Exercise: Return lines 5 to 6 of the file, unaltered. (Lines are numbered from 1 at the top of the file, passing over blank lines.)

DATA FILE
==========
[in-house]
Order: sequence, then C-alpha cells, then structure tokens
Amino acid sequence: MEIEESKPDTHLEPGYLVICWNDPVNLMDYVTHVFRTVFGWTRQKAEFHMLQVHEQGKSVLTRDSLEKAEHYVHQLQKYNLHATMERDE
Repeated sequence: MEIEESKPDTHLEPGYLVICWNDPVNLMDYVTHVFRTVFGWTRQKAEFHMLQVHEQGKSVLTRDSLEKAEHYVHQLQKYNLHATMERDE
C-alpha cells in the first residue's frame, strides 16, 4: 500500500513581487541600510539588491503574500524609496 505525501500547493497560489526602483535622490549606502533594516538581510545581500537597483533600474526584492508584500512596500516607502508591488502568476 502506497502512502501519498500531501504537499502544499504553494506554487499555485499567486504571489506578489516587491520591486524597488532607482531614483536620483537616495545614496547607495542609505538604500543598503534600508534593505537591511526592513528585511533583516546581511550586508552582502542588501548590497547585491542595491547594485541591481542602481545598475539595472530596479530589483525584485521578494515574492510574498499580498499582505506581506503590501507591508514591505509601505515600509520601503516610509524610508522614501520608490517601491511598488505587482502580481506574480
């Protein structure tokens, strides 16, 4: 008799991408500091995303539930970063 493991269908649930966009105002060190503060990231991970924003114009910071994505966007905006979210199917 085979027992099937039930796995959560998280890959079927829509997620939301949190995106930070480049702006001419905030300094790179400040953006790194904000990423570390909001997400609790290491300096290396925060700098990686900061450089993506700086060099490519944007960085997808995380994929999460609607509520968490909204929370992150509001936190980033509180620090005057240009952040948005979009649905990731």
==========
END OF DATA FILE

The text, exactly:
C-alpha cells in the first residue's frame, strides 16, 4: 500500500513581487541600510539588491503574500524609496 505525501500547493497560489526602483535622490549606502533594516538581510545581500537597483533600474526584492508584500512596500516607502508591488502568476 502506497502512502501519498500531501504537499502544499504553494506554487499555485499567486504571489506578489516587491520591486524597488532607482531614483536620483537616495545614496547607495542609505538604500543598503534600508534593505537591511526592513528585511533583516546581511550586508552582502542588501548590497547585491542595491547594485541591481542602481545598475539595472530596479530589483525584485521578494515574492510574498499580498499582505506581506503590501507591508514591505509601505515600509520601503516610509524610508522614501520608490517601491511598488505587482502580481506574480
């Protein structure tokens, strides 16, 4: 008799991408500091995303539930970063 493991269908649930966009105002060190503060990231991970924003114009910071994505966007905006979210199917 085979027992099937039930796995959560998280890959079927829509997620939301949190995106930070480049702006001419905030300094790179400040953006790194904000990423570390909001997400609790290491300096290396925060700098990686900061450089993506700086060099490519944007960085997808995380994929999460609607509520968490909204929370992150509001936190980033509180620090005057240009952040948005979009649905990731």